Marjorie dropped into a chair in the drawing-room, where an electric fan was maintaining a current of cool air, and picked up the Evanston News-Index for the day's record of departures and the doings of Evanstonians abroad. Her mother's name was not in tonight; but Marjorie knew that often it was and her own had been with it; and, glancing across the room to her father, she imagined him here alone, on some previous hot, quiet evening like this, reading, "Mrs. Charles Hale and her daughter are now in London, stopping at Claridge's where they entertained——"

He was seated in range of the fan, smoking a cigarette and reading; or at least holding a newspaper before him.

"Gregg's coming up to-night, father," she said.

"Hmhm; all right," he looked around the paper at her. "That's good, if you want to see him."

"I do," she replied, and returned to the Index while he watched her.

Martin announced dinner and her father formally stood back for her to precede him into the dining room.

No more than three usually made the family table here in this large, quiet room, yet two seemed extraordinarily lonely at the table this evening. It was supper, really, not dinner; mostly cold things and iced coffee in tall, tinkling glasses. Marjorie drank her coffee but cared little about eating; she was restless, sitting there across the table from her father, but she particularly tried to control herself; for what kept her on edge was expectancy and impatience for an hour to come; for eight o'clock; and there was a dullness about her father to-night which was a denial of, almost the antithesis of, her own feeling.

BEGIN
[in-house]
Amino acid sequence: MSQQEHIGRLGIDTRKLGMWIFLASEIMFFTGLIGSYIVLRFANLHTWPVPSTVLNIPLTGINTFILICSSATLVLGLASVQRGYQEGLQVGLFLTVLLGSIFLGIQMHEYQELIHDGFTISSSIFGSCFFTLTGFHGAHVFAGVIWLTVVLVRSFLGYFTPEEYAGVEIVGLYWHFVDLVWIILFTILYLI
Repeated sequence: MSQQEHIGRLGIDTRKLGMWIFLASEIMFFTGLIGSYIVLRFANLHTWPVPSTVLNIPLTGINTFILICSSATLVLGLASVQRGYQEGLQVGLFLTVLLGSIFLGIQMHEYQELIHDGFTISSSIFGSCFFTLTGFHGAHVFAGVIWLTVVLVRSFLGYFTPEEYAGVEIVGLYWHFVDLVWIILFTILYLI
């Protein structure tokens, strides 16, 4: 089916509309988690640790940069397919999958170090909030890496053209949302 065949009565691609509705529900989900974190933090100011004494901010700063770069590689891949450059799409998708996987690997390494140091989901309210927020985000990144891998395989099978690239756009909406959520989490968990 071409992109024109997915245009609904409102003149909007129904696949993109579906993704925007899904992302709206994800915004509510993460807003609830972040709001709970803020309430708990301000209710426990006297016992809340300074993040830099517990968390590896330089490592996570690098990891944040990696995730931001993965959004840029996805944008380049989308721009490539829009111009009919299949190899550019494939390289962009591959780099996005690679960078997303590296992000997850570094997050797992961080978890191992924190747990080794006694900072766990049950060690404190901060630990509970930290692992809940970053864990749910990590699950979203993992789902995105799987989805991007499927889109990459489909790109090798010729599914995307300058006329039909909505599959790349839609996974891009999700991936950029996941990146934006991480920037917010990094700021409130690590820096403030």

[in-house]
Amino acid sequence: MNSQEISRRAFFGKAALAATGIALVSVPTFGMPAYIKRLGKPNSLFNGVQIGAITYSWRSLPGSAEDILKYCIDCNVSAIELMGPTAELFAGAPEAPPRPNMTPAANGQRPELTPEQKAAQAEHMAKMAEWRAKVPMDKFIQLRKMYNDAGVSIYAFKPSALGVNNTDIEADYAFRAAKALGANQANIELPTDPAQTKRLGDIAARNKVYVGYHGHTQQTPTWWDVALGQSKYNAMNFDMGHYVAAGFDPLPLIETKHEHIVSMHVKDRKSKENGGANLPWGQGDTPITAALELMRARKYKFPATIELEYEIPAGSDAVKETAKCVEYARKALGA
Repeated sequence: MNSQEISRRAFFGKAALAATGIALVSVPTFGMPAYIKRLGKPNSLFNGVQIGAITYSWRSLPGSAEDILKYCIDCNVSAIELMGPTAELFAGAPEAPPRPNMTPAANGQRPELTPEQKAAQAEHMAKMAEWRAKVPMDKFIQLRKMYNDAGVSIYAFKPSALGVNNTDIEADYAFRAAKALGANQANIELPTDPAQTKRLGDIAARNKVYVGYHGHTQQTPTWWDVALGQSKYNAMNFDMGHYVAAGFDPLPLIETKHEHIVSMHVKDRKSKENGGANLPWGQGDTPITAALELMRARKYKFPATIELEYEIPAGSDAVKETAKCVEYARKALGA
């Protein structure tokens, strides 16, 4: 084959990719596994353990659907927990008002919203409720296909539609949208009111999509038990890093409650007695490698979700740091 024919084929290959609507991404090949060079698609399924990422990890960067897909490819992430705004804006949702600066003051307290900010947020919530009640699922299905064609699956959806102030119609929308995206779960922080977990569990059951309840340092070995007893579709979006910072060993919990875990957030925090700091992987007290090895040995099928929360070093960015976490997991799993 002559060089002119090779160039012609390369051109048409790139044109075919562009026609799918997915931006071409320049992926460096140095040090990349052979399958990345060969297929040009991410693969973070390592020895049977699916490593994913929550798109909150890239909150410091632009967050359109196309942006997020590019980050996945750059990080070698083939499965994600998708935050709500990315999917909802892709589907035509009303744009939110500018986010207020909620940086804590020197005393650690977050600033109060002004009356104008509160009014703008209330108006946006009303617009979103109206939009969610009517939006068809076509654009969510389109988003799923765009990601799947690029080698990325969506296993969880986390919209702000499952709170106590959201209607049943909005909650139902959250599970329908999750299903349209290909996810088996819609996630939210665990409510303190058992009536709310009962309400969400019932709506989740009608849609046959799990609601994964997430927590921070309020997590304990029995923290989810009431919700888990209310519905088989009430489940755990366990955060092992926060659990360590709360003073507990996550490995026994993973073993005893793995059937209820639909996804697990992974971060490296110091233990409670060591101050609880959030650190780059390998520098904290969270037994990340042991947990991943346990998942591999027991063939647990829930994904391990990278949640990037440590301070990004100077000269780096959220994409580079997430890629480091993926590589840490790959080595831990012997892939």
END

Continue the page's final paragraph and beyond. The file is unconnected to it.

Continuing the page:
She thought at first, "It's because I feel this way so much that he seems different." Then she knew that the change in him was not wholly, or even mostly, in her feeling. Always, even when he was weak following his wound from Russell's bullet, he had kept himself "on edge"; you felt him always possessed of a certain impatience or of an expectancy for something ahead, of an hour to come. That was gone from him now; here he was at the table with her; and she thought, "He's taking things as they happen." And she did not like something about this; it was not him. She thought, "He's been hit awfully hard by Billy's death and by his fright about me."

But this did not satisfactorily explain her feeling of the absence of an attitude which previously had characterized him. She thought, "It's because he has given up something." When she set herself to selecting what that was, she could come upon but one adequate answer; it was because he had given up Mrs. Russell. And when Marjorie thought this, there ought to have been more gratification in it for her than there was.

Only now—and only with slowness, now that it was established and she could observe it—did she discern that what she had brought about by all she had done, and what had been brought about by Billy's death, was a negation for her father; they had imposed simply a shalt not when, for the companionship forbidden, he could turn to—what?